Clark County consumers dined out more often and spent more on appliances, electronics and cars in the first three months of 2011, compared with the same period last year, the state reported on Friday.
The extra spending added up to a 1.3 percent increase in first-quarter sales, which totalled $927.9 million countywide, according to the Washington state Department of Revenue. Store-only sales generated by traditional retailers — from big-box shops to boutiques — grew to $432 million in the first quarter, a 2.6 percent increase from $421.6 million a year earlier.
The numbers indicate that consumer confidence is beginning to re-emerge, despite the area’s housing slump and its persistently high rate of unemployment, said Pam Lindloff a Vancouver retail real estate specialist.
“People still have the same amount to spend, they’re just spending it differently,” said Lindloff, a broker with NAI Norris, Beggs & Simpson commercial real estate firm.
As an example, she pointed out that grocery store sales fell slightly, by 3.2 percent, to $38 million in the first quarter, while area restaurants gained $3.6 million in sales during the same three months.
“It reflects the fact that during the recession, people were eating at home more and now folks are eating out,” she said.
Statewide, retail sales totaled $23 billion, increasing 1.5 percent from the same period last year. Washington’s store-only sales grew to $10.7 billion, with a 4.2 percent sales increase in the state’s most heavily populated county.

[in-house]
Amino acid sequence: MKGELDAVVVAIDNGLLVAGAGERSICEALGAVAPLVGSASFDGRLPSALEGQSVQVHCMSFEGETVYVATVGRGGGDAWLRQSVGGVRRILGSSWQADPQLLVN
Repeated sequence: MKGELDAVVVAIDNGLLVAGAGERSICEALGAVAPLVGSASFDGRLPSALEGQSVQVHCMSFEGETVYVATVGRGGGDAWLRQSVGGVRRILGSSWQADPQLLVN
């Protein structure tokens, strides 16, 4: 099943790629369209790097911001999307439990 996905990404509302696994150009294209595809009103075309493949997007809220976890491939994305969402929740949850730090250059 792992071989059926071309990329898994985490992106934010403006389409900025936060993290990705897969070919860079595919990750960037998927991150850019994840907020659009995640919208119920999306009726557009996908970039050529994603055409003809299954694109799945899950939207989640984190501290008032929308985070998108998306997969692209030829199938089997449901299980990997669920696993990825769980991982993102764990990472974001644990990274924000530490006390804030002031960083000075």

In contrast to the state’s 9.8 percent decrease in construction sector sales, Clark County bucked the trend, delivering a 6.9 percent increase in sales for all building and industrial construction.
The increase was fueled by special trade contractors, said Mike Gowrylow, a spokesman for the revenue department.
“Those are your contractors who do cement pouring and wiring,” among other work, he said.
Department store sales in Clark County suffered a 0.3 percent decline to $144.8 million, while sales at general merchandise stores inched up just 1.6 percent higher to $398 million.
Lindloff attributed the increase to the renewed popularity of dollar stores.
“The discounters have retained and expanded their customer base, especially the dollar stores,” she said. “We’re seeing it here and nationally.”
Lindloff predicted retail sales here will continue to follow the national trends. Major retailers across the nation reported a 6.9 percent increase in overall revenue in June, according to the International Council of Shopping Centers.
New stores also accounted for a portion of Clark County’s retail sales increase, according to the revenue department. New businesses that were registered after the first three months of 2010 generated $4.8 million, or 1.1 percent of the county’s taxable retail sales in the first three months of the year.
It’s a trend new Vancouver business owner Gail Wickwire hopes will continue.
“I know that our sales are getting better and better every day,” said Wickwire, co-owner of The Enchanted Gift Shop and Tea Room, which opened last year at 502 Washington St.
She wasn’t sure, however, whether to attribute the sales increase to consumer confidence or marketing.
“We’re getting more known, so I don’t know if people are shopping more or if they just know about our store,” Wickwire said. “But, we’re really happy with the numbers.”